the dissatisfaction that raged inside of him. As an insect, Samsa feels he is
powerless to make any changes to his roach-like state, and instead lives in
seclusion, seemingly at peace with his horrible fate. Kafka also externally
appeared to be in accord with his surroundings, though that probably was not
Many people believe that Kafka's contraction
of tuberculosis in 1917 was somehow a direct result of the unhappiness inside
of him (Delafaette 1). Whether this belief is true or not is trivial, because
regardless of that fact there is a clear relation between Kafka's sickness and
Samsa's metamorphosis into a bug-like state. Like Kafka, Samsa's days mostly
consisted of his work related to his occupation, leaving little time for anything
else. In the case of Kafka, a more direct connection between his contraction
of tuberculosis seems to be his diligence in his work and the lack of care towards
his general health. Kafka worked for many years for a semipublic Worker's Accident
Insurance with generally good health until his sickness. At that point his obsession
with his job and writing was so developed that he had become abnormal, something
far from human. Likewise, Samsa's metamorphosis occurs at a point in time when
most of his life is devoted towards his occupation. Samsa develops also into
something "not human", in the most literal sense of the phrase. The tuberculosis
that afflicted Kafka spread slowly into his larynx, and after a long and painful
death, Kafka died in June of 1924 (Kafka 4). The rotting apple in Samsa's back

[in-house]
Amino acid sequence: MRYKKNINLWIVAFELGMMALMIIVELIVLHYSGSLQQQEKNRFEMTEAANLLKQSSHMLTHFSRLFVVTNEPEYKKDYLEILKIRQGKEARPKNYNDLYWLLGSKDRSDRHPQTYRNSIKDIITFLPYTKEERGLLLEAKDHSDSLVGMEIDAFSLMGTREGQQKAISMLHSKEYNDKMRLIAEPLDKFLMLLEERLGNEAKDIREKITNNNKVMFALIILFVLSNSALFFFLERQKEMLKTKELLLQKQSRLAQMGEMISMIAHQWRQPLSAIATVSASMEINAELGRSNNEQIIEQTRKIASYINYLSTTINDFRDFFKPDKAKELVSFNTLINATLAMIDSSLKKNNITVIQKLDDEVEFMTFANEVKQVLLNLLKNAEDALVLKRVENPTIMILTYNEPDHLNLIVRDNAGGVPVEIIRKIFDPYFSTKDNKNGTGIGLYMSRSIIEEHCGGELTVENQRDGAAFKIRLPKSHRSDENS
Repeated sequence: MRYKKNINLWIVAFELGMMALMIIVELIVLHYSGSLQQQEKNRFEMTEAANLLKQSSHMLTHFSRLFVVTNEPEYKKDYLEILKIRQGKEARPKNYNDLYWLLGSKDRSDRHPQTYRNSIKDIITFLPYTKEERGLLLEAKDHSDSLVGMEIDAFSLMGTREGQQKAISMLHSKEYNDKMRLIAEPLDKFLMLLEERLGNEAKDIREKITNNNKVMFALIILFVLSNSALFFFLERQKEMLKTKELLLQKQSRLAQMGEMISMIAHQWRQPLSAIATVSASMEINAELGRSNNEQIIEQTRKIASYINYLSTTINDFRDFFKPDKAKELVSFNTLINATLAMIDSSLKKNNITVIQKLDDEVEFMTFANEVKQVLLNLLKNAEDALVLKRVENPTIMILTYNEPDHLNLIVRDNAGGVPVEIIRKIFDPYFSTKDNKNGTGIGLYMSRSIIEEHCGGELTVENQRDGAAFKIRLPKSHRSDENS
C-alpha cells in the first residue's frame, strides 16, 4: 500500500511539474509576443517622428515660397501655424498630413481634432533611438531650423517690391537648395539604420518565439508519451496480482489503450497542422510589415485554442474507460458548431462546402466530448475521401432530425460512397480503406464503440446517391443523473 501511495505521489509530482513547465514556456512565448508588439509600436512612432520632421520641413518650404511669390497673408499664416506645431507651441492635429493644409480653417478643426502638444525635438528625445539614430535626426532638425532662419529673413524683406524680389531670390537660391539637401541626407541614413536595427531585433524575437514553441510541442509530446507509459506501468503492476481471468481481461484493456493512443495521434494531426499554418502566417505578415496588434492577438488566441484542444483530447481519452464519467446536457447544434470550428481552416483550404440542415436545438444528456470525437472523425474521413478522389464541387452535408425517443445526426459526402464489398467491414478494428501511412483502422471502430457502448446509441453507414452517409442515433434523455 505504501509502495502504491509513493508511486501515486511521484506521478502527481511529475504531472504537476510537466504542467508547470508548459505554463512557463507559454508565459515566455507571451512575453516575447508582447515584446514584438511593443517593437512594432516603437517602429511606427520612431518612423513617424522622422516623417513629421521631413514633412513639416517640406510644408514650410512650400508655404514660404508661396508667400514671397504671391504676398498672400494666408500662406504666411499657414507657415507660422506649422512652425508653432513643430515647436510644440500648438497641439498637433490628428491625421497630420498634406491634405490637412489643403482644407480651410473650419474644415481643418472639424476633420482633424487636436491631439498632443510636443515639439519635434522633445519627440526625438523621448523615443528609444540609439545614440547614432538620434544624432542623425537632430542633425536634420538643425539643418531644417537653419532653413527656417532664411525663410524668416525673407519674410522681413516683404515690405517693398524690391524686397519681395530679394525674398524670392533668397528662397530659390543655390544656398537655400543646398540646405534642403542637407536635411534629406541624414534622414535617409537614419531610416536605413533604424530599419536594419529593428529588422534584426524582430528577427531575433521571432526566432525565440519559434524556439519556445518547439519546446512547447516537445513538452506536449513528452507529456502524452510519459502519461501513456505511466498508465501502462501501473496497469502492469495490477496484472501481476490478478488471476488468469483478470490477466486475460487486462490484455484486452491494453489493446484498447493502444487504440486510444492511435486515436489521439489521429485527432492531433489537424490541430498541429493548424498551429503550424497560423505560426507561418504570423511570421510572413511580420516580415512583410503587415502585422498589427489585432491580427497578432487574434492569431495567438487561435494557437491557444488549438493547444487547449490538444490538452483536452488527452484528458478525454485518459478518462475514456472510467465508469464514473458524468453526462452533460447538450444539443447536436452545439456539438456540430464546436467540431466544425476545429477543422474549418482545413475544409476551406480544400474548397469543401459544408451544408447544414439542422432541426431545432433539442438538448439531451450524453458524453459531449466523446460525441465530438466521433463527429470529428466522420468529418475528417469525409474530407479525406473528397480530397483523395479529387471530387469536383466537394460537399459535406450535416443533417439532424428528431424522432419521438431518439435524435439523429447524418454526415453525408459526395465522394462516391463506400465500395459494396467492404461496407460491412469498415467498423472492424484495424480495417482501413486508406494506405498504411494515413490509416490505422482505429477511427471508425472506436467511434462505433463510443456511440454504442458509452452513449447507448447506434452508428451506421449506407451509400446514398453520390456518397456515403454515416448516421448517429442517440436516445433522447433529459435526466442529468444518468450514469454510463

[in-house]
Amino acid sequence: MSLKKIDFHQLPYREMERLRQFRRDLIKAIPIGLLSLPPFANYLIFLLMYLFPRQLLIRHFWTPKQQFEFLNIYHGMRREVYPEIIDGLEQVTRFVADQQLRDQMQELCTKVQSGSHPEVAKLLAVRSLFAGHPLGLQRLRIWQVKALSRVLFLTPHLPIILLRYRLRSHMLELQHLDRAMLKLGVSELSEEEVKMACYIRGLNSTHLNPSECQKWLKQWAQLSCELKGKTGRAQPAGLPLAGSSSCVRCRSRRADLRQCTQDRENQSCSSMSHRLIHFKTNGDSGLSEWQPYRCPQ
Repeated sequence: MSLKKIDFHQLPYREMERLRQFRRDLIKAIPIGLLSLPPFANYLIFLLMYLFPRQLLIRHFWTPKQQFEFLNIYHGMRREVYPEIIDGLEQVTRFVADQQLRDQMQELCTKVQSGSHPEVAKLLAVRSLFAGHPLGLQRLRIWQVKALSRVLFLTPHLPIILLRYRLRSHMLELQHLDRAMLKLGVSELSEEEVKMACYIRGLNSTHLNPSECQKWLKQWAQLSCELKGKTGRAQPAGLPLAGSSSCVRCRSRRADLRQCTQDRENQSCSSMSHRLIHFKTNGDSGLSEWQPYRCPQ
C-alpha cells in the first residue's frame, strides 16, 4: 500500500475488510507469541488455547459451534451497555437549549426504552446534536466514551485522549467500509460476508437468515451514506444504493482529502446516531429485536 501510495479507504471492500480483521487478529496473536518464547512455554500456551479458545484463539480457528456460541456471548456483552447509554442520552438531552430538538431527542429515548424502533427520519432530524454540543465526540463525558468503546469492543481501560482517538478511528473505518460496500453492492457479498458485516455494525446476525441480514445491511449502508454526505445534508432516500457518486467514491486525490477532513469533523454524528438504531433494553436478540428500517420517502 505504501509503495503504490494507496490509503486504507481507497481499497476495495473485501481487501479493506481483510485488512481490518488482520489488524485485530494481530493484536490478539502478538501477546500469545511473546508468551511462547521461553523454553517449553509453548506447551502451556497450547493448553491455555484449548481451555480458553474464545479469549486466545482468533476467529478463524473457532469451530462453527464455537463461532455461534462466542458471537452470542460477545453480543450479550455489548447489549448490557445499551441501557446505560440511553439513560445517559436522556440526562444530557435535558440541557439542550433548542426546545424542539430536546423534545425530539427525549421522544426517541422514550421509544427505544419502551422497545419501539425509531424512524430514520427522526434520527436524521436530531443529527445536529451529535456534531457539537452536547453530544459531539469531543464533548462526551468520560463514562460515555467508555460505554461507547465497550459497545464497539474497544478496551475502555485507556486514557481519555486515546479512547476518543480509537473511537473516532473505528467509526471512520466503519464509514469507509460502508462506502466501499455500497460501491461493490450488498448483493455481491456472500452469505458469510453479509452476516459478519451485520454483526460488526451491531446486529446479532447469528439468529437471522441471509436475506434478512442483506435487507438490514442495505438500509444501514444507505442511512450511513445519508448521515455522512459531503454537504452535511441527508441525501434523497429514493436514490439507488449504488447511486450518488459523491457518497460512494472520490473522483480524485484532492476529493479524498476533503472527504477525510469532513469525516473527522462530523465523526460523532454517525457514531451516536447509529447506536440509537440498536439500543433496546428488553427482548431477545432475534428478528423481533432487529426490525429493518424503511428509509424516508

can be seen as the tuberculosis that gave Kafka so much pain. Like the tuberculosis,
the infection in Gregor's back slowly overtook his body, and gradually as Gregor's
body weakened, so did his views of life and the society in which he lived. When
Kafka's journal was discovered, some entries towards the end of the journal
described his utterly gruesome and painful death. Although the public was never
meant to see the entries, it has been reported that the vivid description of
Samsa's death is not unlike that which was found in the journal (Kafka 4). If
this is true, then the connection between the illnesses of Kafka and Samsa must
be more than simple coincidence.
The Metamorphosis is more than an exposition
of Franz Kafka's thoughts of modern man in society. It is in fact a symbol of
Franz Kafka's life and how he felt towards society during his time. Kafka's
emotional dependence on his family is clear when viewing Samsa as a symbol of
his persona. One cannot help but grieve for Kafka when viewing Samsa's horrible
fate as one and the same with the author. The Metamorphosis is the most literal
portrayal of the inner feelings of Kafka during the most painful and emotional
moment of his life. This fact is supported by Kafka's journals, which leave
no ambiguity towards the nature of his death. This reason is why Samsa and Kafka
are so similar, and it is why The Metamorphosis is such a classic post-modern
Delafaette, Quill. Franz Kafka. Homepages.go.com. 23 Nov 2000. http://homepages.go.com/~quilllit/kafka.html.
Kafka, Leni. Biography. Fortunecity.com. 23 Nov 2000. http://victorian.fortunecity.com/vermeer/287/biography.htm.